That Time Grad School Seemed Like A Good Idea

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That Time Grad School Seemed Like a Good Idea

Take a moment to think about the happiest moment of your life. I’m not talking about that Christmas at age 7 when your mom surprised you with a PlayStation after you convinced yourself you weren’t getting one. No, I’m talking about the happiest moment of your adult life. Maybe it was when you got that long-overdue promotion all the while knowing that overachieving-Victoria likely spent the afternoon crying at her desk, disappointed. Maybe your happiest moment came when you finally nailed the solid 8 who lives down the hall of your apartment building. Sounds risky to me, developing relations with a neighbor, but you do you. Perhaps the moment you’re thinking of is when your boyfriend of eight years finally popped the question and you’re not dreading planning a wedding at all (open bar, please).

As for yours truly, my happiest moment without a doubt would be walking out of a college classroom for the last time, knowing I never have to take a Final again. Super-exciting life I’ve lived, right? Of course, a Final on Microsoft’s business strategies in no way, shape, or form play any role in my day-to-day operations of crushing some spreadsheets, but none of that mattered in May 2014. I vividly remember telling myself whilst bounding down that empty stairwell “you never have to go to school, or take a test, or do homework ever again.” What a feeling.

The sheer joy all graduates feel is, of course, short-lived. You quickly realize the “real world” isn’t all it’s cracked up to be. The 180 days prior to paying for that wonderful education disappear, and you begin to feel anxiety like never before. Somehow, despite all of the aforementioned feelings associated with becoming a post-grad, I had the thought, “why not get my MBA?” I’m here to tell you: DON’T.

As with any life-changing decision, you begin to weigh the pros and cons. Maybe you’re into T-charts on yellow legal pad, I don’t know you. Whatever the process, the end result is the same; you do whatever it takes to believe this is a good idea. Mentally, I began thinking of all that could come from obtaining my MBA. I began to think how nice that would look in my email signature. But do I need a Masters of Business Administration? Absolutely not. I’ve already mastered this AutoSum function, what more do I need? This, dear friends, is where I should have stopped. You’re probably asking yourself why go through with it if you don’t need an MBA? You see, I sit in an office working roughly 4 of the 8.5 hours I’m clocked in. I come home to an empty apartment in a new city and most nights don’t get off the couch until I move to the bed (exciting life, I know). It’s safe to say I have plenty of free time. I knew I could finish most of the coursework while at work and still not affect my normal Xbox and Netflix evening routine, especially considering I was only taking one pre-req class in the first semester. Worst case scenario, I spend an hour a week outside of the office on schoolwork. Sounds reasonable enough. What’s another $1000 of student loans anyways?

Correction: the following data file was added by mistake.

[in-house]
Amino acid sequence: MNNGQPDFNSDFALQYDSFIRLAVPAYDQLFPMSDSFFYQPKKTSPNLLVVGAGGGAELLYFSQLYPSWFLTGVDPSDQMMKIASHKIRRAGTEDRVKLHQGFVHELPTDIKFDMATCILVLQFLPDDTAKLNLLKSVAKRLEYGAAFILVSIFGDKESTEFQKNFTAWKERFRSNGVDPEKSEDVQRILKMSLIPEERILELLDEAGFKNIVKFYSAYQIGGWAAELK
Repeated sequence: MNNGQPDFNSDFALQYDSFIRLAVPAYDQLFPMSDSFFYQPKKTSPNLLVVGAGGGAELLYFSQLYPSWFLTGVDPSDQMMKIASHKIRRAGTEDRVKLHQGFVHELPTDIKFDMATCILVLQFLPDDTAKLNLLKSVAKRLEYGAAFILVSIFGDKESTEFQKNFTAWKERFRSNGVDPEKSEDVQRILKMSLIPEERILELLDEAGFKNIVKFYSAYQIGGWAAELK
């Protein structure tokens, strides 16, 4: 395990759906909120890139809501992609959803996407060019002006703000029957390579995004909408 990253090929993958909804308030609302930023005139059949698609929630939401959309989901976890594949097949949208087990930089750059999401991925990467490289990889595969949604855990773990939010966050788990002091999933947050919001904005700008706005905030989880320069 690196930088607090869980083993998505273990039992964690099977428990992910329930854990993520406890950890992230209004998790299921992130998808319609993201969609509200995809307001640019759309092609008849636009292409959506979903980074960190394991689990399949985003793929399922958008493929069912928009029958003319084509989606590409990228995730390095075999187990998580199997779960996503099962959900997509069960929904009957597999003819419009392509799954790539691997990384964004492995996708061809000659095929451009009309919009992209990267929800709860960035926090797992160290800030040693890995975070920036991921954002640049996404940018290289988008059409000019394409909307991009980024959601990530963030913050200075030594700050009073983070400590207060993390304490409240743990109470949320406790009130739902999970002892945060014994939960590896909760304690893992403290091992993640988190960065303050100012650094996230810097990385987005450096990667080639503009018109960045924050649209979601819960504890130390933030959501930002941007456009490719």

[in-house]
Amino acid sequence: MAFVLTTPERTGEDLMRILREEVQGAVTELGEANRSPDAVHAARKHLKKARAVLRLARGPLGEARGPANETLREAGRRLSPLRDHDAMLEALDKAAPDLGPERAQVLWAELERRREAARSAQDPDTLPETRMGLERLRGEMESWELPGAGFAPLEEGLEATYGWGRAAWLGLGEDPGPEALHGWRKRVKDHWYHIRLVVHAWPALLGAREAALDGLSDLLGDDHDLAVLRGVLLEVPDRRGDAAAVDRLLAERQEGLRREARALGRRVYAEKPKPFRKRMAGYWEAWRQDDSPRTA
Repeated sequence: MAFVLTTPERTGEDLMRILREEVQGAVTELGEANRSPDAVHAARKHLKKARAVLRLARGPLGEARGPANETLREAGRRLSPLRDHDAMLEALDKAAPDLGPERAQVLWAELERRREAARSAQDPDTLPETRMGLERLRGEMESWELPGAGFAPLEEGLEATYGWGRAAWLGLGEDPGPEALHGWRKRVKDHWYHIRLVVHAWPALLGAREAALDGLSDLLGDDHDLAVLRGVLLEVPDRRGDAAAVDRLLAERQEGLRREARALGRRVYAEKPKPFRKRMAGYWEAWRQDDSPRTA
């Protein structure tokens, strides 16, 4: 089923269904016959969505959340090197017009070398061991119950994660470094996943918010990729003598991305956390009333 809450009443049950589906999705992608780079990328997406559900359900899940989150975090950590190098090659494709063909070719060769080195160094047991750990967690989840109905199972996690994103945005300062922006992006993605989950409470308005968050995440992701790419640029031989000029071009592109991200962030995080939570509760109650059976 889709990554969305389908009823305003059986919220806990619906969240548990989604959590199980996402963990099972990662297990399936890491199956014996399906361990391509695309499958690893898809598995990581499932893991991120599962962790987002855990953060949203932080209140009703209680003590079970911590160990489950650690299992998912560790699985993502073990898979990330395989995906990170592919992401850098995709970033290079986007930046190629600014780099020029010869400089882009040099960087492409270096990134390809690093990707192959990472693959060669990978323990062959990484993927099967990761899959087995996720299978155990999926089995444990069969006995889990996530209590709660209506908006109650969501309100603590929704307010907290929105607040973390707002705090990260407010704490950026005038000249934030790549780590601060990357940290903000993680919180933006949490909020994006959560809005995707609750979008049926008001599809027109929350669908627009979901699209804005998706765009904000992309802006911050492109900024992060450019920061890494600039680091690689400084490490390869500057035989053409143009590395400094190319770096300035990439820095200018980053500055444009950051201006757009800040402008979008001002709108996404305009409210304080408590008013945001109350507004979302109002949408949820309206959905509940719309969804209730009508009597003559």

The semester began full of bliss and confidence. For the first time in my college career, I felt prepared. The syllabus was printed, all required materials purchased and organized in a single binder. Queue Spongebob’s “I’m Ready” hit music. This is one single class, not even truly graduate-level, that I, a working professional, should breeze through. Not the case. Suddenly, I’m being burdened by additional work to help colleagues dig out of piles of papers cluttering their desk. That Thursday afternoon reserved for this week’s homework assignment? Special work project. Now I’m faced with the moral dilemma of choosing between doing homework at work, or doing actual work at work. Mindless job tasks that used to take 15 minutes to finish are now taking two and a half hours. You haven’t seen speedy Alt + Tab’s until you’re switching from this week’s lecture on YouTube to a blank Excel spreadsheet.

This is more than I signed up for. I have enough stress in my life worrying why that Bumble match isn’t messaging. Do you really think I can handle the daily Blackboard check if I refuse to even open my banking app? Weekday afternoons are meant for browsing the waiver wire not, not educating myself on how you can diversify unsystematic risk away with 30 stocks in your portfolio. How is that helpful? Helpful is knowing which bar will have the best specials when the Blues play. Sundays are scary enough without taking exams. Am I expected to take said exam on Saturday, Professor? Yeah, like I’ll risk missing another Tennessee-Texas A&M thriller.

What I’m trying to tell you, stranger, is this: don’t fool yourself thinking Grad school is a good idea. Life right now, as dull as it may seem, will only get worse with any additional college you enroll in. Bettering yourself is taking time to appear at a happy hour around the block from the office, or hitting the links one last time before winter. Or going to the gym, if you’re into that sorta thing. More college, however, will only be the death of you.

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